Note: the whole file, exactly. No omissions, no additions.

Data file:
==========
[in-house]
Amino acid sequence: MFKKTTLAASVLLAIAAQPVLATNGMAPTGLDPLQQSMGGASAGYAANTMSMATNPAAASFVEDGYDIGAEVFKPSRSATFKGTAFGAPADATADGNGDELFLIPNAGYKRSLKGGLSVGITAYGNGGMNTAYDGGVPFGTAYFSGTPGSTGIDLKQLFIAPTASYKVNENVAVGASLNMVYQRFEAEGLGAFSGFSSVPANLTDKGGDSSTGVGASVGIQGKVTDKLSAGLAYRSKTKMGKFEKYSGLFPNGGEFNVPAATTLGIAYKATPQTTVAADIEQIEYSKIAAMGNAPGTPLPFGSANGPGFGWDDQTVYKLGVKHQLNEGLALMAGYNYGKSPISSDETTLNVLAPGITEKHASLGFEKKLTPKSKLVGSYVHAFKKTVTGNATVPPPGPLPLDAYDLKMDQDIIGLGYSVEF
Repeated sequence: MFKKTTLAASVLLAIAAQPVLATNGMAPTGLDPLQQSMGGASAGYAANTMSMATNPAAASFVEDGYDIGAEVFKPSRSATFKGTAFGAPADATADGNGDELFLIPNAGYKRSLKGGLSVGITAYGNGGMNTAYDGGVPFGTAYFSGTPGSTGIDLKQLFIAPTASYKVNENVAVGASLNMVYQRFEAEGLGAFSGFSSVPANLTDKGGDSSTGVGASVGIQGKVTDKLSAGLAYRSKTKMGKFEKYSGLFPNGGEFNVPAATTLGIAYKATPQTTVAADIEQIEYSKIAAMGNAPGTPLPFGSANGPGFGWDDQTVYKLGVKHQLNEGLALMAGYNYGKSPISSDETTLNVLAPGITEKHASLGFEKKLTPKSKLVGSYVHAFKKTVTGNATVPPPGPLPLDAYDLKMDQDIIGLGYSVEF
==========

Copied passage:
[in-house]
Amino acid sequence: MFKKTTLAASVLLAIAAQPVLATNGMAPTGLDPLQQSMGGASAGYAANTMSMATNPAAASFVEDGYDIGAEVFKPSRSATFKGTAFGAPADATADGNGDELFLIPNAGYKRSLKGGLSVGITAYGNGGMNTAYDGGVPFGTAYFSGTPGSTGIDLKQLFIAPTASYKVNENVAVGASLNMVYQRFEAEGLGAFSGFSSVPANLTDKGGDSSTGVGASVGIQGKVTDKLSAGLAYRSKTKMGKFEKYSGLFPNGGEFNVPAATTLGIAYKATPQTTVAADIEQIEYSKIAAMGNAPGTPLPFGSANGPGFGWDDQTVYKLGVKHQLNEGLALMAGYNYGKSPISSDETTLNVLAPGITEKHASLGFEKKLTPKSKLVGSYVHAFKKTVTGNATVPPPGPLPLDAYDLKMDQDIIGLGYSVEF
Repeated sequence: MFKKTTLAASVLLAIAAQPVLATNGMAPTGLDPLQQSMGGASAGYAANTMSMATNPAAASFVEDGYDIGAEVFKPSRSATFKGTAFGAPADATADGNGDELFLIPNAGYKRSLKGGLSVGITAYGNGGMNTAYDGGVPFGTAYFSGTPGSTGIDLKQLFIAPTASYKVNENVAVGASLNMVYQRFEAEGLGAFSGFSSVPANLTDKGGDSSTGVGASVGIQGKVTDKLSAGLAYRSKTKMGKFEKYSGLFPNGGEFNVPAATTLGIAYKATPQTTVAADIEQIEYSKIAAMGNAPGTPLPFGSANGPGFGWDDQTVYKLGVKHQLNEGLALMAGYNYGKSPISSDETTLNVLAPGITEKHASLGFEKKLTPKSKLVGSYVHAFKKTVTGNATVPPPGPLPLDAYDLKMDQDIIGLGYSVEF